In 2011, as industry deserted the city, Detroit suffered an economic downturn that resulted in an 18.5 billion dollar debt for which they filed bankruptcy in 2013.
In some neighborhoods, the unemployment rate shot up to a staggering 50%. But little by little, the city is rising from the ashes, and reinventing itself thanks to lots of innovation.
One such innovation is urban agriculture. On November 30, Detroit become a pioneer in the US for creating a large-scale urban farm right in the middle of the city. Named AgriHood, the project was made possible by the Michigan Urban Farming Initiative, and is sustainable, organic, local and free.
From food desert to collaborative consumption
AgriHood is located in the northern outskirts of Detroit, where the demographic losses after the financial crisis resulted in ghost neighborhoods filled with abandoned houses. In the 2.5 acres of urban gardens, you'll find an orchard with 200 fruit trees, a sensory garden for children, and there will soon be a community cafe and educational center.
Thanks to its volunteer-based system, AgriHood has already provided over 50,000 pounds of fresh produce to more than 2,000 households, most of which are low-income. It's a true oasis in an urban area often described as a "food desert" lacking fresh fruits and vegetables. And it's an efficient way to combat the food insecurity that affects 13% of the American population.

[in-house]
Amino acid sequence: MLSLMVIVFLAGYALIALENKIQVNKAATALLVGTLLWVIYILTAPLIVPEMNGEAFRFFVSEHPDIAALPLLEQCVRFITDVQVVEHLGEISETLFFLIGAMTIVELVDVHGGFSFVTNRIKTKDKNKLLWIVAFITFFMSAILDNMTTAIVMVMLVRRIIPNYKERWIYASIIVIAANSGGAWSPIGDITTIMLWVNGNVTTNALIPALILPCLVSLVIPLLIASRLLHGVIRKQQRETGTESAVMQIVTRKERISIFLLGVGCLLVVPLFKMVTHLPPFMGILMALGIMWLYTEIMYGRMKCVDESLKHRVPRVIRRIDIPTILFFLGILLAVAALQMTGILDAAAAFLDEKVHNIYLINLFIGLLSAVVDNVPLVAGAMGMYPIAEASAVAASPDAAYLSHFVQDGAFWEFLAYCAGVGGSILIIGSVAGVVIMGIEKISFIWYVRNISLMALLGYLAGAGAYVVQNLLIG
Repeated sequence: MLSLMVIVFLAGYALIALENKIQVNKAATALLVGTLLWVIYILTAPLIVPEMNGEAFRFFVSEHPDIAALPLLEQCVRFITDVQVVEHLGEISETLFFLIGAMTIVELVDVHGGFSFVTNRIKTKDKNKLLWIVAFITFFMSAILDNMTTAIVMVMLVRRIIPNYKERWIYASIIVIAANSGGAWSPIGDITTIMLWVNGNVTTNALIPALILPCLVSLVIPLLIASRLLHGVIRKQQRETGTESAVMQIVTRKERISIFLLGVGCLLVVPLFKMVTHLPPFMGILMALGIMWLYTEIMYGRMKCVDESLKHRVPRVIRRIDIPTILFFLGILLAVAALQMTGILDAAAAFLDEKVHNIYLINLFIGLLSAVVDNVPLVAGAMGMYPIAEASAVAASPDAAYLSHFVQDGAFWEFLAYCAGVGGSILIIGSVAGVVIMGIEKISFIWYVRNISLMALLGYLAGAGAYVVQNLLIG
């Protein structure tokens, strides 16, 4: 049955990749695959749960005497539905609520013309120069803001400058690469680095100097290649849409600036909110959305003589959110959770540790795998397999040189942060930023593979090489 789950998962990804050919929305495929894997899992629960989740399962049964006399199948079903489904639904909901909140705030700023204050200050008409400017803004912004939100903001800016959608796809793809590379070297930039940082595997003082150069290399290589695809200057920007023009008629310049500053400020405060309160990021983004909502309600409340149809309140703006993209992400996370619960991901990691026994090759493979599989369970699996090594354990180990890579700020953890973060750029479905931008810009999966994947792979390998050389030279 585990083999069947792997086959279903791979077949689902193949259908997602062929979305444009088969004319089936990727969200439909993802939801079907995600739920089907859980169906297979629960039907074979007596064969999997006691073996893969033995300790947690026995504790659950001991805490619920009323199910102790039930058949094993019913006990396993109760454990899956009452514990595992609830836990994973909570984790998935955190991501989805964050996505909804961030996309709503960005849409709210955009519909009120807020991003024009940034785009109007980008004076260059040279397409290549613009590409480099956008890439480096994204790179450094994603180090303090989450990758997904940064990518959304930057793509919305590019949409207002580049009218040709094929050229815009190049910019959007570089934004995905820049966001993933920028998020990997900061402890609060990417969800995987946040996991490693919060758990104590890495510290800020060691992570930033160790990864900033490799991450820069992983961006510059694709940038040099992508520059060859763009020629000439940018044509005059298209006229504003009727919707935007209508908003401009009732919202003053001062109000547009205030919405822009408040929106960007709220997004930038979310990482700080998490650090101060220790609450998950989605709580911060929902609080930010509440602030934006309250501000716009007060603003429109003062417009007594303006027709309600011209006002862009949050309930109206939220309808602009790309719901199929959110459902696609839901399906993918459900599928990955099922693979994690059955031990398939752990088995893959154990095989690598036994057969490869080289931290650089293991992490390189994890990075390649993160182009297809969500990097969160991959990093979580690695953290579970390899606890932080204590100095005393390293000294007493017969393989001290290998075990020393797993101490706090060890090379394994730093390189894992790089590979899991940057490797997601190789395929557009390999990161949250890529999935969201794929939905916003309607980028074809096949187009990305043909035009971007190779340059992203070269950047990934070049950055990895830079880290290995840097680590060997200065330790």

The thing that makes Detroit's urban farm stand out from the rest is its large size and accessibility. There are other farms of this kind in the United States, but often space is limited, and the organic products they sell are expensive, which means only upper and middle class families can afford them. AgriHood is changing that by producing large quantities of food and providing it free of charge.
It's one of the rare examples that proves that neighborhoods can be self-sustaining right in the middle of the city. In 2015, French film Demain told the story of how a city reorganized itself to become completely autonomous in producing their own food. Today, Detroit counts 1,600 local farms and has become one of the best examples of collaborative consumption in the Western world.
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